Seborrheic keratoses are raised growths on the skin. The exact cause of seborrheic keratoses is unclear. They tend to run in some families, so genetics may play a role. The growths usually begin one at a time as small, rough, itchy bumps which eventually thicken and develop a warty surface. They are not caused by sunlight and can be found on both sun-exposed and non sun-exposed areas. It may appear on both covered and uncovered parts of the body. They are usually start off light tan, and then may darken to dark brown or nearly black. They may be oval spots a fraction of an inch across, or form long Christmas tree like patterns on the torso inches long. Anyone may develop seborrheic keratoses. They have no relationship to skin cancer and do not pose a risk to health. They get darker after sunless tanning creams have been used. Unlike moles, they never turn into melanoma. Some people develop many over time, while others develop only a few. As people age, they may simply develop more. Seborrheic keratoses are most often located on the chest or back, although they also can be found on the scalp, face, neck, or almost anywhere on the body.
Seborrheic keratoses are easily removed, but insurance considers this cosmetic unless they are inflamed, irritated or clinically suspicious. Seborrheic keratoses are more common and numerous with advancing age. They vary in size from a fraction of an inch in diameter to larger than a half-dollar. Sometimes seborrheic keratoses may erupt during pregnancy, following hormone replacement therapy or as a result of other medical problems. They are mostly hereditary and not caused by sun exposure. One often inherit the pattern and favored locations they grow on. They often are found on the trunk and where the face meets the scalp. There is no need to treat seborrheic keratoses. The only reason to treat them is because they are ugly or getting caught on your clothing. Liquid nitrogen is used to freeze and destroy the cells of the seborrheic keratosis but leave the underlying connective tissue intact. This procedure leaves a crust that falls off after several days. There might be a flat scar or lighter colored skin. Keratoses usually don't recur after they have been removed, but people who are prone to this condition might develop more.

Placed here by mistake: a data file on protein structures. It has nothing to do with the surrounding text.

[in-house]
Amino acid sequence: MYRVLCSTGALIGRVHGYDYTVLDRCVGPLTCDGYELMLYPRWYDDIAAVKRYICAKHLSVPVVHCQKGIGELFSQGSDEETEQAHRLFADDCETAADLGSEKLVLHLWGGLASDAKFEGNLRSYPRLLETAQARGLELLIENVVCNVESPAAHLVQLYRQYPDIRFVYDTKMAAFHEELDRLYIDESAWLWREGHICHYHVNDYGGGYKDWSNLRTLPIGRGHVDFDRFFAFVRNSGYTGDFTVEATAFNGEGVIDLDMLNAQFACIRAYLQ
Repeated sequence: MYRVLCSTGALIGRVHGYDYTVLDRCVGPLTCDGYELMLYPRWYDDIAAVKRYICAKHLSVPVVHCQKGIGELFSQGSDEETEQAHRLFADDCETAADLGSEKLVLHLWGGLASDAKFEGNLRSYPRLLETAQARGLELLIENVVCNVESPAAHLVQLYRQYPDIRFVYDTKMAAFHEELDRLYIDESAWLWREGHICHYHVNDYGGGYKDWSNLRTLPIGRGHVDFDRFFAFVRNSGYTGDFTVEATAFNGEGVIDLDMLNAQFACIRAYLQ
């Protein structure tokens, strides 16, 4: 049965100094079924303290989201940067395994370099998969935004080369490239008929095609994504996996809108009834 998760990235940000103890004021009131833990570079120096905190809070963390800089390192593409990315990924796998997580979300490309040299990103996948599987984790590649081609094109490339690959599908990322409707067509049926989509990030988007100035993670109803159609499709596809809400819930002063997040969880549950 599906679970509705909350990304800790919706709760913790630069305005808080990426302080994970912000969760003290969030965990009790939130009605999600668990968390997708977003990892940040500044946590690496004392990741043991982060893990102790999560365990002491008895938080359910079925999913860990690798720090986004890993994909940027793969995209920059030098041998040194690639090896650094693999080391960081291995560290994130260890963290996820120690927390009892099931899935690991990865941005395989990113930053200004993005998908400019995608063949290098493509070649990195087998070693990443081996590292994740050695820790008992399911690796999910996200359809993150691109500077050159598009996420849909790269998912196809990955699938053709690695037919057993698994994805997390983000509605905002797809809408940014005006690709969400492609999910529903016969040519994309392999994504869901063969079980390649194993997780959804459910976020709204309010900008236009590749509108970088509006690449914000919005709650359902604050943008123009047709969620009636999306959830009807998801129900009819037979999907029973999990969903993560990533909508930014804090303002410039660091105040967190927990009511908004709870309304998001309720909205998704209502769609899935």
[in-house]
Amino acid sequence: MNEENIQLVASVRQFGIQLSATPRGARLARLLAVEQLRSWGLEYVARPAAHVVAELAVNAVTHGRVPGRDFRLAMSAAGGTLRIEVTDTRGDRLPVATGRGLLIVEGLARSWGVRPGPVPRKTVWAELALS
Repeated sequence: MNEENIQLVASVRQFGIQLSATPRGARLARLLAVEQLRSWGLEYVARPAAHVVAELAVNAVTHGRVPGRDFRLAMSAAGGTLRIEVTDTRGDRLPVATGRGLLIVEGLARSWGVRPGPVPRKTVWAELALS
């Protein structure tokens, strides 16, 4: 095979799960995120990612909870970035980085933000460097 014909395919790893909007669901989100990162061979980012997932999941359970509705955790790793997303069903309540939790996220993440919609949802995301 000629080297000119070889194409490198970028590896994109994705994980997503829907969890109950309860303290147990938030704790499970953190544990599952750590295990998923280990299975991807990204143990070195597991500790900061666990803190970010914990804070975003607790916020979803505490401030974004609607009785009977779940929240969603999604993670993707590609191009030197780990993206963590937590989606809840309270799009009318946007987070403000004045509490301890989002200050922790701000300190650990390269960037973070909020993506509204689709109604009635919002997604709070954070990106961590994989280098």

Causes of Seborrheic keratoses
The exact cause of seborrheic keratoses is unclear. They tend to run in some families, so genetics may play a role. Some people develop many over time, while others develop only a few. As people age, they may simply develop more. Children rarely develop seborrheic keratoses. Seborrheic keratoses may erupt during pregnancy, following estrogen therapy, or in association with other medical problems. Ultraviolet light may also play a role in their development since they are common on sun-exposed areas, such as the back, arms, face and neck.
Common causes and risk factors of Seborrheic keratoses:
- A family history of barnacles of aging.
- Pregnancy, or in association with other medical problems .
- Aging plays a major role.
- Abnormal increase of melanin in the epidermal layers of the skin.
Signs and Symptoms of Seborrheic keratoses
Seborrheic keratoses are most often located on the chest or back, although they also can be found on the scalp, face, neck, or almost anywhere on the body. They appear to be stuck on the skin and often have a waxy or scaly surface. These growths develop slowly. They are not cancerous and do not become so. Dark brown keratoses may sometimes be mistaken for atypical moles or melanomas. The growths usually begin one at a time as small, rough, itchy bumps which eventually thicken and develop a warty surface.
Sign and symptoms may include the following :
- Swelling of the eyelid.
- The skin will get thick and rashy type.
- Blurred vision.
- Pain in the eye or eyelid.
Treatment for Seborrheic keratoses
Seborrheic keratoses are easily removed, but insurance considers this cosmetic unless they are inflamed, irritated or clinically suspicious. Treatment is not needed unless the keratoses become irritated or itchy or are cosmetically undesirable. They are best removed by freezing them with liquid nitrogen. Cryosurgery can be an effective way to remove seborrheic keratosis. However, it may not work on large, thick growths, and it may lighten the treated skin.
Treatment may include:
- Sometimes curettage is used along with cryosurgery to treat thinner or flat growths. It may be used with electrocautery.
- Electro surgery is another effective method used for the treatment of barnacles of aging. The growth is first numbed, then burned using an electric current, and scraped off.
- Liquid Nitrogen is a cold liquefied gas that is sprayed on the skin with a spray gun.
- Excision, the removal of the growth with a scalpel after your doctor injects a local anesthetic.